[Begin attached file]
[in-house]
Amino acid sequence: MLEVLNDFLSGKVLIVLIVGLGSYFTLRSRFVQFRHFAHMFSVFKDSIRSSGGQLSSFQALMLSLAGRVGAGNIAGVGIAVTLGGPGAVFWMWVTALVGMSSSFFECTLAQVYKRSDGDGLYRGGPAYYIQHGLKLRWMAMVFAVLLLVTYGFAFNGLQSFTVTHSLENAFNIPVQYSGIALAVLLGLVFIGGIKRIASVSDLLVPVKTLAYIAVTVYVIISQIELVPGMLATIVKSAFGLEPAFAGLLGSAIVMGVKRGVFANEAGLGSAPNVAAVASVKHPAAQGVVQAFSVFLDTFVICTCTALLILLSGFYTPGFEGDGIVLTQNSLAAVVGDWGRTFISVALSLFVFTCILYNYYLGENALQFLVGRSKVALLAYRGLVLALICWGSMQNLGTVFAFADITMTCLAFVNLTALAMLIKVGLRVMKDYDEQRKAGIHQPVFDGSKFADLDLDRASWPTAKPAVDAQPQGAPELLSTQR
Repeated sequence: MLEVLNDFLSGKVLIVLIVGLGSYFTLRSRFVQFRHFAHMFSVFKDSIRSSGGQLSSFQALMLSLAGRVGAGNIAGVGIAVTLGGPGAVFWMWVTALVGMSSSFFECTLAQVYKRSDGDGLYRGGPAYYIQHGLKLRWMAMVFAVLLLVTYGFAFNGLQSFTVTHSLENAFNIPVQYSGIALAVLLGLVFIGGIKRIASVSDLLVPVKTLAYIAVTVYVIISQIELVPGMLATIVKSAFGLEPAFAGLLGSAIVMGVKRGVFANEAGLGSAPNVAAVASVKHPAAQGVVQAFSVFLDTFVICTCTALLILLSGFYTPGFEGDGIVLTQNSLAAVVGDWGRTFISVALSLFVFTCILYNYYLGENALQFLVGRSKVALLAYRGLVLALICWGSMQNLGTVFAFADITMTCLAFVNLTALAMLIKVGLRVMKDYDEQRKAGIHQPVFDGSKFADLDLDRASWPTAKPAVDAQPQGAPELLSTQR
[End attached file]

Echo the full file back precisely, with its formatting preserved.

[in-house]
Amino acid sequence: MLEVLNDFLSGKVLIVLIVGLGSYFTLRSRFVQFRHFAHMFSVFKDSIRSSGGQLSSFQALMLSLAGRVGAGNIAGVGIAVTLGGPGAVFWMWVTALVGMSSSFFECTLAQVYKRSDGDGLYRGGPAYYIQHGLKLRWMAMVFAVLLLVTYGFAFNGLQSFTVTHSLENAFNIPVQYSGIALAVLLGLVFIGGIKRIASVSDLLVPVKTLAYIAVTVYVIISQIELVPGMLATIVKSAFGLEPAFAGLLGSAIVMGVKRGVFANEAGLGSAPNVAAVASVKHPAAQGVVQAFSVFLDTFVICTCTALLILLSGFYTPGFEGDGIVLTQNSLAAVVGDWGRTFISVALSLFVFTCILYNYYLGENALQFLVGRSKVALLAYRGLVLALICWGSMQNLGTVFAFADITMTCLAFVNLTALAMLIKVGLRVMKDYDEQRKAGIHQPVFDGSKFADLDLDRASWPTAKPAVDAQPQGAPELLSTQR
Repeated sequence: MLEVLNDFLSGKVLIVLIVGLGSYFTLRSRFVQFRHFAHMFSVFKDSIRSSGGQLSSFQALMLSLAGRVGAGNIAGVGIAVTLGGPGAVFWMWVTALVGMSSSFFECTLAQVYKRSDGDGLYRGGPAYYIQHGLKLRWMAMVFAVLLLVTYGFAFNGLQSFTVTHSLENAFNIPVQYSGIALAVLLGLVFIGGIKRIASVSDLLVPVKTLAYIAVTVYVIISQIELVPGMLATIVKSAFGLEPAFAGLLGSAIVMGVKRGVFANEAGLGSAPNVAAVASVKHPAAQGVVQAFSVFLDTFVICTCTALLILLSGFYTPGFEGDGIVLTQNSLAAVVGDWGRTFISVALSLFVFTCILYNYYLGENALQFLVGRSKVALLAYRGLVLALICWGSMQNLGTVFAFADITMTCLAFVNLTALAMLIKVGLRVMKDYDEQRKAGIHQPVFDGSKFADLDLDRASWPTAKPAVDAQPQGAPELLSTQR